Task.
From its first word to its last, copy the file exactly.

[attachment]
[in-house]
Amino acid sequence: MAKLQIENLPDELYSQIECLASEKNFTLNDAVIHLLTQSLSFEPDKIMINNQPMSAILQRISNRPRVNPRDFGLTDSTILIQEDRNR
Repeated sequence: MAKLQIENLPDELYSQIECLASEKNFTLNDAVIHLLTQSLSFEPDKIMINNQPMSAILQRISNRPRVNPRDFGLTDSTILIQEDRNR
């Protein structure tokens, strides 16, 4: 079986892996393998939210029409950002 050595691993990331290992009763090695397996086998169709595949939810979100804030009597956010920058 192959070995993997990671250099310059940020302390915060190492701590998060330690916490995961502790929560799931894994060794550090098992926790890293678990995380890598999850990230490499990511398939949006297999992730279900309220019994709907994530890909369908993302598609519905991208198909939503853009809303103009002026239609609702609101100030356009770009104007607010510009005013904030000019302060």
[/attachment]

[in-house]
Amino acid sequence: MAKLQIENLPDELYSQIECLASEKNFTLNDAVIHLLTQSLSFEPDKIMINNQPMSAILQRISNRPRVNPRDFGLTDSTILIQEDRNR
Repeated sequence: MAKLQIENLPDELYSQIECLASEKNFTLNDAVIHLLTQSLSFEPDKIMINNQPMSAILQRISNRPRVNPRDFGLTDSTILIQEDRNR
């Protein structure tokens, strides 16, 4: 079986892996393998939210029409950002 050595691993990331290992009763090695397996086998169709595949939810979100804030009597956010920058 192959070995993997990671250099310059940020302390915060190492701590998060330690916490995961502790929560799931894994060794550090098992926790890293678990995380890598999850990230490499990511398939949006297999992730279900309220019994709907994530890909369908993302598609519905991208198909939503853009809303103009002026239609609702609101100030356009770009104007607010510009005013904030000019302060």